This study investigated the independent effects of power differentials on intergroup behaviour. Using a variant of Tajfel's minimal group paradigm (Tajfel and Turner, 1979), subjects were arbitrarily categorized into groups of differing power (0‐100 per cent) at two levels of salience. Subjects were asked to distribute resources to ingroup and outgroup others using Tajfel's matrices. Intergroup perceptions, group identifications and self‐reported strategies constituted our other dependent measures. Minimal group results, replicated in equal power conditions, were systematically eliminated in unequal power conditions on the matrix measures but not on the intergroup perception measures. Dominant group members were more discriminatory, felt more comfortable and satisfied than subordinate group members. Though consistent with Social Identity Theory (Tajfel and Turner, 1979), results suggest we may also have identified boundary conditions for minimal group discrimination. Without power, social categorization does not lead to effective discrimination.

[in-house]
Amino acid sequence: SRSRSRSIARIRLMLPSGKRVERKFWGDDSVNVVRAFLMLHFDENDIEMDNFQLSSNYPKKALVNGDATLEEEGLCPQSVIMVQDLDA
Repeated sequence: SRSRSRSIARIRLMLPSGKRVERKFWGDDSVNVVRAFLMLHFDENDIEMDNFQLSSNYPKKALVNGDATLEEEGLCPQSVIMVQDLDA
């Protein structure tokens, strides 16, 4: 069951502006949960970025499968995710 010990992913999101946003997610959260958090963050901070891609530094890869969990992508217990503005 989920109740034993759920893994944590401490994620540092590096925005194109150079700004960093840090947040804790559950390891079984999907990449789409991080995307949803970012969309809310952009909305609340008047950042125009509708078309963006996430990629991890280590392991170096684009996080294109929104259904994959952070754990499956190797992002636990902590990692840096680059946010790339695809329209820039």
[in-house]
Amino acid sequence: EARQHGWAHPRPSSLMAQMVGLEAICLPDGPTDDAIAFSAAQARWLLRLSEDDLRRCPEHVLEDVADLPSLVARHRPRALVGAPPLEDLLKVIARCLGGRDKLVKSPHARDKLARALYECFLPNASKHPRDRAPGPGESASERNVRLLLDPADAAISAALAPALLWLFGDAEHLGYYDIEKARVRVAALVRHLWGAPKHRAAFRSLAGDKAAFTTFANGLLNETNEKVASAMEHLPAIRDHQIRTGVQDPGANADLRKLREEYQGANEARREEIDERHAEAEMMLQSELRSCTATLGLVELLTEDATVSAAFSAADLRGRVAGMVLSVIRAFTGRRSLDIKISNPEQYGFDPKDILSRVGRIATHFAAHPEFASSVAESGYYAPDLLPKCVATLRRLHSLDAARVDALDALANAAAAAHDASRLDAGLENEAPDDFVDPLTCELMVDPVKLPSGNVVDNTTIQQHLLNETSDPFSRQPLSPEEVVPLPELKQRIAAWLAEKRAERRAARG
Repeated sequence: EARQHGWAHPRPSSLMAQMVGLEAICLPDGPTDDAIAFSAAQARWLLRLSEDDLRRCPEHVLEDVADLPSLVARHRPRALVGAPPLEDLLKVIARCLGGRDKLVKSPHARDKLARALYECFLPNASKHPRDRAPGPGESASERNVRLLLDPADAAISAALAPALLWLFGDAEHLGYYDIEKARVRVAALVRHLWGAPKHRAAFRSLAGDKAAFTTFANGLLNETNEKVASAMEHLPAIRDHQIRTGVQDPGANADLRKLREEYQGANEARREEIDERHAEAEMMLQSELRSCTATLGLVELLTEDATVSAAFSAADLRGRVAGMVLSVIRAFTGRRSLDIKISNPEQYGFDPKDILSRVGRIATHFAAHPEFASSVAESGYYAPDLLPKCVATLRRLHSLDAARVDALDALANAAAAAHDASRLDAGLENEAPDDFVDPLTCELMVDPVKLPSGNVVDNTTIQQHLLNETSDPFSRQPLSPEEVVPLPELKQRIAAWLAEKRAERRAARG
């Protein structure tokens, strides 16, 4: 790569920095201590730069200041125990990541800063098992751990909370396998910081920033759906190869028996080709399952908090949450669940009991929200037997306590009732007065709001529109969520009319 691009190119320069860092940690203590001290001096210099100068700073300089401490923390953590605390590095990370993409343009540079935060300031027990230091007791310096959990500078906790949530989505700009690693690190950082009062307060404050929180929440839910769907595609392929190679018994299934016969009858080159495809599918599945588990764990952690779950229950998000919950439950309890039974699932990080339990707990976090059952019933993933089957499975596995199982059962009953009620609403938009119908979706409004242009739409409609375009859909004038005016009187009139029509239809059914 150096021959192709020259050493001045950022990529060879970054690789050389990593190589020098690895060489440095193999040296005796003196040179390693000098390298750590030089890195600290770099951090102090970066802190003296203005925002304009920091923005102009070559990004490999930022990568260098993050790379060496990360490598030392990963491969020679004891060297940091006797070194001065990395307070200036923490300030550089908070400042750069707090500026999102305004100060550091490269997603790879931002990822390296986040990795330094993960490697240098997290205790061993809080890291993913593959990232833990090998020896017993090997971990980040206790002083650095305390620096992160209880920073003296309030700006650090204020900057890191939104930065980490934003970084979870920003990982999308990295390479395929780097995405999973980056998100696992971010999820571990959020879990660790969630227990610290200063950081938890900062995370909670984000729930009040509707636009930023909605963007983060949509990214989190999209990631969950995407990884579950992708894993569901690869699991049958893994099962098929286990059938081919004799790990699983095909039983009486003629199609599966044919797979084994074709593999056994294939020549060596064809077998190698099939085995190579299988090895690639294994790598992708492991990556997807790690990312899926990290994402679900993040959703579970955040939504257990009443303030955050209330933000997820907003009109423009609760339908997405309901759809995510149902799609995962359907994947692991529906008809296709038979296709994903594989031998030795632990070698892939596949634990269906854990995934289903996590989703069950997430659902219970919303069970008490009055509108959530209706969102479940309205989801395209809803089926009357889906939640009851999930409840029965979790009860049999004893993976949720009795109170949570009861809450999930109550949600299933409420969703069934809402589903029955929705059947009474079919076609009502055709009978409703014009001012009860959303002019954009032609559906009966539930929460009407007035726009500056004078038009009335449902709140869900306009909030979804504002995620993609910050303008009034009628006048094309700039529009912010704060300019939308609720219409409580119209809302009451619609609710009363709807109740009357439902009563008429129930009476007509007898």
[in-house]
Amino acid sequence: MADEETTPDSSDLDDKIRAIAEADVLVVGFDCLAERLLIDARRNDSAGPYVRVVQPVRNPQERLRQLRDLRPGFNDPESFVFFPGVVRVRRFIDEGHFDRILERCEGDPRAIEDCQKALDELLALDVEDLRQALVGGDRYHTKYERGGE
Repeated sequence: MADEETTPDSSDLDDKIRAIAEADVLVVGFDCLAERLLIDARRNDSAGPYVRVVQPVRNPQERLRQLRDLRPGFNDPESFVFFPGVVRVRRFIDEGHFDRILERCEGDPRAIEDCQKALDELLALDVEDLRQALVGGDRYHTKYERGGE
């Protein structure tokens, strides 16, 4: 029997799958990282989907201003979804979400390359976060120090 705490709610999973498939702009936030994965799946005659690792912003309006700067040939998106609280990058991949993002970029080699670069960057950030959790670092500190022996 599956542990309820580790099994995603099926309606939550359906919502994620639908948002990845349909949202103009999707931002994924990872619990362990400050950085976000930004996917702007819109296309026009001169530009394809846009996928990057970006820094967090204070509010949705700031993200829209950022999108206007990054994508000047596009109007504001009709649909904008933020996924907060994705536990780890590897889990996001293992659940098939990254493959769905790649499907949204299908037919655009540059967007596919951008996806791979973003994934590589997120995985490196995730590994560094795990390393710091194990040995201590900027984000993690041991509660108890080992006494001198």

European Journal of Social Psychology – Wiley
Published: Oct 1, 1985
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